Sunday, October 9, 2016

Declining Student Engagement; Are Extrinsic Motivators to Blame?

"Students who are encouraged to think about grades, stickers, or other “goodies” become less inclined to explore ideas, think creatively, and take chances." - Alfie Kohn

Earlier this year, after reading Scott McLeod's alert, I wrote about Gallup's report indicating students become less engaged in school as they advance through their program. David Perkins says this decline in student engagement is the result of a relevancy gap, a difference between our prescribed curriculum and learning experiences that offer a significant "life-worthy" return for students. Later, I asked David White if guiding students towards greater digital residency, in other words, providing more opportunities for interactive digital learning, would increase student engagement. 

David said, "There is ongoing research based on this premise, but any conclusions should include sound pedagogical practice."

As someone who always enjoys learning, and usually enjoyed school, I am having a hard time wrapping my mind around this trend of declining student engagement in school. I've shared Gallup's survey results with teachers, students, and their parents, asking for suggestions about the cause of student disengagement. Answers have included boredom, distractions, and the proliferation of competing interests. As he typically does, Alfie Kohn shifts my thoughts about student engagement in another direction.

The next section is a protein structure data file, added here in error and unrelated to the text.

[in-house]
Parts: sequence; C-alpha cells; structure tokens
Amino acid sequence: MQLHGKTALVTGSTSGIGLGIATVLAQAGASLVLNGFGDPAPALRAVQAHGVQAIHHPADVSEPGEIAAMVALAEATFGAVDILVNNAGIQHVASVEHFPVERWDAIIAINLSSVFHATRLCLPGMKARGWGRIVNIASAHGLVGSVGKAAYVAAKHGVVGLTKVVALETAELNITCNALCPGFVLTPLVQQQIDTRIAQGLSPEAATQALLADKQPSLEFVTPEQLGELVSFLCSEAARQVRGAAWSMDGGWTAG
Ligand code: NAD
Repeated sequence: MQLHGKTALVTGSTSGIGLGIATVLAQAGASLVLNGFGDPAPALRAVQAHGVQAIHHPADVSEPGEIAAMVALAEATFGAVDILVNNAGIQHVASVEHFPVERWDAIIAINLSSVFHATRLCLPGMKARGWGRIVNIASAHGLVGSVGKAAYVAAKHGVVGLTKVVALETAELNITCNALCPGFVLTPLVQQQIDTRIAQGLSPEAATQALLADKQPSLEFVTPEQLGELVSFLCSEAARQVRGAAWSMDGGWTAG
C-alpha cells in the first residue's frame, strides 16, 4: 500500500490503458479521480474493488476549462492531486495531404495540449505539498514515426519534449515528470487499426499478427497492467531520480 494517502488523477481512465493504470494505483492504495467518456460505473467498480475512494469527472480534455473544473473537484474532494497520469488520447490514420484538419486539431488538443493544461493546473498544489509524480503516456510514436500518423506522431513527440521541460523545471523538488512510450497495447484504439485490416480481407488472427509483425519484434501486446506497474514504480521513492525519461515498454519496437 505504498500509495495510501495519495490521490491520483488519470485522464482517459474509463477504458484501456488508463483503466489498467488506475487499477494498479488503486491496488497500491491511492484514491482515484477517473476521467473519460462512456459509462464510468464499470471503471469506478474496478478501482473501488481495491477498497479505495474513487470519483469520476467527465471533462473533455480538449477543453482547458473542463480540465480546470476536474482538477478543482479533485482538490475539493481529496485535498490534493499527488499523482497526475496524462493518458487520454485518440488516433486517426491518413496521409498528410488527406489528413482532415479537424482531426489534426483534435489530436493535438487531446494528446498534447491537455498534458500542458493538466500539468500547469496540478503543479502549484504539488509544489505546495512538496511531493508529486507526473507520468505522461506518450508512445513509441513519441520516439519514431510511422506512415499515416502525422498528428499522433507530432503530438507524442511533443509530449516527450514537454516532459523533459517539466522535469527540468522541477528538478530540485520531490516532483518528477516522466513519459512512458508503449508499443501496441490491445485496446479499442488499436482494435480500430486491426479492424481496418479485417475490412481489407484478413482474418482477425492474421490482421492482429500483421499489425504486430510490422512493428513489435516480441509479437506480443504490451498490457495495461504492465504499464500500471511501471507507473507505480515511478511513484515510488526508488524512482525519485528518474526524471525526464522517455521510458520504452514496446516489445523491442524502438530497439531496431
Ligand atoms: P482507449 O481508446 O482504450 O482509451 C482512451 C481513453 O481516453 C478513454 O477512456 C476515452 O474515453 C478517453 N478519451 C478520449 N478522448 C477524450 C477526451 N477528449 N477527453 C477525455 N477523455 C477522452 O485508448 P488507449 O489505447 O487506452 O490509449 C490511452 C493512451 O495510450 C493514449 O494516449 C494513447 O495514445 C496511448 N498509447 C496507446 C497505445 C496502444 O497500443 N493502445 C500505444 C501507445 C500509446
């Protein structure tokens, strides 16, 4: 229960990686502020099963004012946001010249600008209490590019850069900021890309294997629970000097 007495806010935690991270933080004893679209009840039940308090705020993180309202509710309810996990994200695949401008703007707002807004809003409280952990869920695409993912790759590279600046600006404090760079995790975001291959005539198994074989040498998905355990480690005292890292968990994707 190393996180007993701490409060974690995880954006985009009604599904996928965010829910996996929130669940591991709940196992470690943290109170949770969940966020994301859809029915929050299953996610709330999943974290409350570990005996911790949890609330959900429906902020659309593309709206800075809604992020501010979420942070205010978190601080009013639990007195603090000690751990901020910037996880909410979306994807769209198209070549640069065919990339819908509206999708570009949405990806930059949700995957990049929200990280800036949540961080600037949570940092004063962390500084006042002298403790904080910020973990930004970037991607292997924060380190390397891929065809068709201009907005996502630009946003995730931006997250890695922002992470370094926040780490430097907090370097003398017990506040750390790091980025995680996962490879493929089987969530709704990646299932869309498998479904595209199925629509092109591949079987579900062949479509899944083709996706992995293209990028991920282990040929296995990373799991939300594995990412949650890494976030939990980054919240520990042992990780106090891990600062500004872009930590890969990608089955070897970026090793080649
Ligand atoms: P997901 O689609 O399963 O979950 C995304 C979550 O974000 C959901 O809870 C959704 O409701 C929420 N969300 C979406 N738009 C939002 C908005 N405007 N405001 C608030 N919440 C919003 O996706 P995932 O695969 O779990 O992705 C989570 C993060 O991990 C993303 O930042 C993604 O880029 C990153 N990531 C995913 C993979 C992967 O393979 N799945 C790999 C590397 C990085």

Gallup (2016). Engagement Today - Ready for Tomorrow, Fall 2015 survey results. Washington,  DC: Author
(n = 928,888)

The use of extrinsic motivators is likely to decrease student engagement in school.

This hypothesis will keep me awake at night during the coming weeks or months. Extrinsic motivators can include grades, tokens, or even unconditional praise. Kohn's report ignites my curiosity with statements like:

  • Classroom management programs that rely on rewards and consequences ought to be avoided by any educator who wants students to take responsibility for their behavior.
  • Grades, in particular, have been found to have a detrimental effect on creative thinking, long-term retention, interest in learning, and preference for challenging tasks.
  • Parental use of rewards or consequences to induce children to do well in school has a similarly negative effect on the enjoyment of learning and, ultimately, on achievement.

Is the lack of student engagement an issue in your school or classroom? Are rewards given like candy to gain compliance and increase motivation? The relevancy gap is a reality for many schools, long-standing grading practices are under scrutiny, and the schooling needs of the modern learner are changing rapidly. Who can argue with Alfie Kohn's conclusion?

"Children are likely to become enthusiastic, lifelong learners as a result of being provided with an engaging curriculum; a safe, caring community in which to discover and create; and a significant degree of choice about what they are learning. Rewards, like punishments, are unnecessary when these things are present and are ultimately destructive in any case."

If not extrinsic motivators, then what is causing most of our older students to disengage from learning following their elementary school years? Please share your comments because I welcome your thoughts on this topic.

Related Reading

The Emotional Weight of Being Graded... - Mindshift, Linda Flanagan

Friday, October 7, 2016

Would You Want to be a Student in This Class?